The rational genius of Christianity

The rational genius of Christianity May 20, 2013


I have zero interest in converting anyone to Christianity, be it “my” version of the faith or otherwise. Why would I? As long as your beliefs don’t in any way contribute to the oppression of others (such as, oh, gosh, I dunno—gay people or women), then what you believe is nobody’s business but yours.

Business I do accept as mine, though, is defending the sheer, clear, tight-as-a-frog’s-butt rationality of what I believe. As a logical construct, core Christianity has always been as solid as a Roman arch. It is simply not vulnerable to the accusations of being intellectually untenable. And I must admit that I find exasperating the constantly proffered assumption that it is.

If it’s true that God exists (and the chances are exactly even on that either way; so choosing to vote that there is a God hardly represents a failure of reasoning), then the traditional, old-school, Gospel-based story of Jesus Christ is perfect. It works. It makes sense.

It’s just … genius, to say the least.

God made and sustains us and the world in which we live; God gave us free will; an inevitable consequence of free will is guilt (because being free to make so many choices means that we necessarily make a lot of bad, wrong, and selfish choices, for which—what with our being imbued with a conscience, and all—we are then bound to feel guilty); guilt and shame are the first and most enduring cause of human suffering; God yearns to relieve our suffering; God’s love for us also prohibits his violating our free will; God simply appearing to all people simultaneously and announcing that he/she is real and that Everything Is Going To Be Okay would eradicate human free will (since free will is grounded in the unknown open-endedness of life); God needs a way to at once preserve our free will and demonstrate in the strongest possible way that he/she is real and that Everything Is Going To Be Okay (which is to say that we are all fully and absolutely forgiven for our sins—meaning that we no longer have to feel guilty about them); God incarnates him/herself as Jesus Christ; since Jesus Christ is mortal, anyone has grounds for choosing to believe that he was not, in fact, divine; human free will is minimally, and only temporarily, compromised.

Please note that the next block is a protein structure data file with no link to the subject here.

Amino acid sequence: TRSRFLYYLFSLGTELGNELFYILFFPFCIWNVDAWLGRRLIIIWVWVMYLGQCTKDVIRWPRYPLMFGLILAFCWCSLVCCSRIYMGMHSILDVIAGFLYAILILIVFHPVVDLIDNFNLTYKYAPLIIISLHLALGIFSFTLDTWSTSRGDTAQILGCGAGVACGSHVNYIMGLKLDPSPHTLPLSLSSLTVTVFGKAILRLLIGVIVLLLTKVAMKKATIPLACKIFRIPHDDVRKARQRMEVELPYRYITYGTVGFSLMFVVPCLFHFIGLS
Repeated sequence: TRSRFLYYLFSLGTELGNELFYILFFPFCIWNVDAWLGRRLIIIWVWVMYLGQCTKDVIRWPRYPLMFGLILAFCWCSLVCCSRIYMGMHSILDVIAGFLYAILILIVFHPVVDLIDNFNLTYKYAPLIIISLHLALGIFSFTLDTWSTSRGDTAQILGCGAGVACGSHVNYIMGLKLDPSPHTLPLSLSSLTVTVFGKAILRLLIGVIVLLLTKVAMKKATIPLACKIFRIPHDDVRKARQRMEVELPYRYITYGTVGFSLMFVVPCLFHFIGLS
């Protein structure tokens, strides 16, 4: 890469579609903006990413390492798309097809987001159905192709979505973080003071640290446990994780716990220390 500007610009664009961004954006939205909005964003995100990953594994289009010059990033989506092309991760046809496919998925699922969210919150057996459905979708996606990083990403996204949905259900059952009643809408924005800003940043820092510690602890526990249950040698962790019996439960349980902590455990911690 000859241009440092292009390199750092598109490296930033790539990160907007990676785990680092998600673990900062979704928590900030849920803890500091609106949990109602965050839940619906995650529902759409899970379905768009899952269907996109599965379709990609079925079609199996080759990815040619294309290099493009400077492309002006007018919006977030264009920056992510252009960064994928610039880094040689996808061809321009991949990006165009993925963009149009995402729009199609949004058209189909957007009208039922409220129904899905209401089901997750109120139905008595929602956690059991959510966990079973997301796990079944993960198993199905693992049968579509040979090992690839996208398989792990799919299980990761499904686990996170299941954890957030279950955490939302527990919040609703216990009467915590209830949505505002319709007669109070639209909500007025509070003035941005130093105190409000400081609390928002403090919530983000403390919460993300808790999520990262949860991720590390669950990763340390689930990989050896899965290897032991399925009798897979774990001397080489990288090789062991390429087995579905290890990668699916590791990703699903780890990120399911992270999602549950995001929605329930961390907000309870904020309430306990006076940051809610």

And voila. Perfection.

To boil it down to its absolute essence:

God → us → free will → guilt/shame → suffering  → Jesus → Jesus on the cross → forgiveness  →  reconciliation → peace. (And, for an extra-special bonus, the Holy Spirit!)

Two thousand years later, and here we are. A lot of people believe that Jesus Christ was God made mortal who came to first prove that he was God (raise people from the dead much?) and to then, in about the most dramatically unforgettable way possible, absolve us of our sins. And a lot of people don’t believe that.

Which of course is cool. We all have the right to believe what we want.

But say what you will about the core story of Christianity, you can’t say it doesn’t make sense. If you start with the reality of God, then the story of Jesus Christ follows, as inevitably and naturally as can be. The basic, unadorned, unembellished story of Christianity is so perfect that I personally don’t see how anyone could have simply made it up.

Sure, much of what people have done with Christianity is ridiculous and disastrous. But that’s just people screwing up. Given the inevitably negative byproducts of free will, that’s only natural.

I don’t like a lot of what Christianity has become, and feel compelled to do my best to help bring it back to what I believe it was meant to be. And just because I don’t put a lot of energy into selling the core of what Christianity is doesn’t mean that I don’t recommend the Christian way. I most certainly and unreservedly do. But I also understand and respect why anyone who thinks that believing in Christianity would in any way limit their free will or compromise their identity would flee from it like a rabbit from a lion.

Browse Our Archives

Close Ad